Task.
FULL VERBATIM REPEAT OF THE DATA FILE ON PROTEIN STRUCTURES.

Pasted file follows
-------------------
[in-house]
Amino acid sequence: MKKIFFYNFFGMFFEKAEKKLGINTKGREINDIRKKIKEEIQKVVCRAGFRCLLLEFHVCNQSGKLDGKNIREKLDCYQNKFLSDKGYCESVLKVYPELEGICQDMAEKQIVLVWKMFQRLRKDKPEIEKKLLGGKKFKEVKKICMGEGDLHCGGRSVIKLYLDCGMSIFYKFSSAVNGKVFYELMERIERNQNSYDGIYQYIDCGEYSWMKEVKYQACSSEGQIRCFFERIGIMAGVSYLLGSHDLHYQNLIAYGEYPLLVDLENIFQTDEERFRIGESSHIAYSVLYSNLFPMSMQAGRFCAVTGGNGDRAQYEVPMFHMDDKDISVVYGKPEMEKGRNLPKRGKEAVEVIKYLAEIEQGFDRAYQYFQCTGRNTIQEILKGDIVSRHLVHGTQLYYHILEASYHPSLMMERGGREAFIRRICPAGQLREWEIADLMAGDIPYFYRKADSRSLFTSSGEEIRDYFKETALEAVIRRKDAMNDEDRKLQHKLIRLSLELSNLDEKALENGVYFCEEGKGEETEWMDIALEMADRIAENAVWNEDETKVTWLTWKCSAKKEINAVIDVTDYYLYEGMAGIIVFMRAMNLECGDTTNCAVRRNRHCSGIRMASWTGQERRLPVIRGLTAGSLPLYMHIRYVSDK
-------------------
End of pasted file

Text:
[in-house]
Amino acid sequence: MKKIFFYNFFGMFFEKAEKKLGINTKGREINDIRKKIKEEIQKVVCRAGFRCLLLEFHVCNQSGKLDGKNIREKLDCYQNKFLSDKGYCESVLKVYPELEGICQDMAEKQIVLVWKMFQRLRKDKPEIEKKLLGGKKFKEVKKICMGEGDLHCGGRSVIKLYLDCGMSIFYKFSSAVNGKVFYELMERIERNQNSYDGIYQYIDCGEYSWMKEVKYQACSSEGQIRCFFERIGIMAGVSYLLGSHDLHYQNLIAYGEYPLLVDLENIFQTDEERFRIGESSHIAYSVLYSNLFPMSMQAGRFCAVTGGNGDRAQYEVPMFHMDDKDISVVYGKPEMEKGRNLPKRGKEAVEVIKYLAEIEQGFDRAYQYFQCTGRNTIQEILKGDIVSRHLVHGTQLYYHILEASYHPSLMMERGGREAFIRRICPAGQLREWEIADLMAGDIPYFYRKADSRSLFTSSGEEIRDYFKETALEAVIRRKDAMNDEDRKLQHKLIRLSLELSNLDEKALENGVYFCEEGKGEETEWMDIALEMADRIAENAVWNEDETKVTWLTWKCSAKKEINAVIDVTDYYLYEGMAGIIVFMRAMNLECGDTTNCAVRRNRHCSGIRMASWTGQERRLPVIRGLTAGSLPLYMHIRYVSDK